On December 31, 2011, the President signed into law the National Defense Authorization Act for Fiscal Year 2012 (“NDAA”).  Section 1245 of this statute requires the President to block the property and interests in property subject to U.S. jurisdiction of all Iranian financial institutions, including the Central Bank of Iran (“CBI”).  The required asset freeze was implemented on February 5, 2012 by Executive Order 13599, which also blocked all property and interests in property of the Government of Iran.  Section 1245 also aims to reduce Iranian oil revenues and discourage transactions with the CBI by providing for sanctions on foreign financial institutions that knowingly conduct or facilitate certain significant financial transactions with the CBI.  Although the sanctions on foreign financial institutions authorized by section 1245 are similar to the financial sanctions required to be imposed under the ISA (i.e., prohibiting and/or imposing strict conditions on opening or maintaining correspondent accounts or payable-through accounts in the United States), there are differences in the scope and operation of the two statutes.  Currently, the sanctions apply to all significant financial transactions with the CBI except those relating to the sale of food, medicine, or medical devices to Iran, and transactions for the sale or purchase of petroleum or petroleum products to or from Iran.  On March 30, 2012, the President took the expected step of determining that there is a sufficient supply of petroleum and petroleum products from countries other than Iran to permit a significant reduction in the volume of petroleum and petroleum products purchased from Iran by or through foreign financial institutions, thereby paving the way for the extension of the sanctions to petroleum-related transactions.  On March 20, however, the Secretary of State had determined that ten (10) E.U. countries and Japan had significantly reduced their volume of crude oil purchases from Iran and thus qualified for a renewable 180-day waiver of the sanctions.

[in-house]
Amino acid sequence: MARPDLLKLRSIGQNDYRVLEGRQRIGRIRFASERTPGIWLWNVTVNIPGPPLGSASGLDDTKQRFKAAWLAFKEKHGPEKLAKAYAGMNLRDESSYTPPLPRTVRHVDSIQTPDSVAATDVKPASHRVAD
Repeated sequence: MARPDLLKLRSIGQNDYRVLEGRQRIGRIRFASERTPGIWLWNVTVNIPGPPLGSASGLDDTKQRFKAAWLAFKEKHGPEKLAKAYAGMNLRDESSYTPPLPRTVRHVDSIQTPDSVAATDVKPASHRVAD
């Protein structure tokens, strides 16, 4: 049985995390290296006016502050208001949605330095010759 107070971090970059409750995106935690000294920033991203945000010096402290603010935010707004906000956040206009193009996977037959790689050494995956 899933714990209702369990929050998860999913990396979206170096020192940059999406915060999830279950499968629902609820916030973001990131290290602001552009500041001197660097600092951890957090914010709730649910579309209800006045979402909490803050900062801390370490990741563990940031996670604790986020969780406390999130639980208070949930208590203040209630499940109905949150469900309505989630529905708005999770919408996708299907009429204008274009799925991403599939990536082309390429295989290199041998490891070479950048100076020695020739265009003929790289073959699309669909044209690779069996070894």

Following passage of the NDAA, the U.S. Congress has continued its efforts to isolate Iran by expanding both the scope of sanctionable activity and the types of sanctions that can be meted out by the U.S. Government.  Many of the pending bills have particular focus on or consequences for the maritime industry and extend to both U.S. and non-U.S. persons.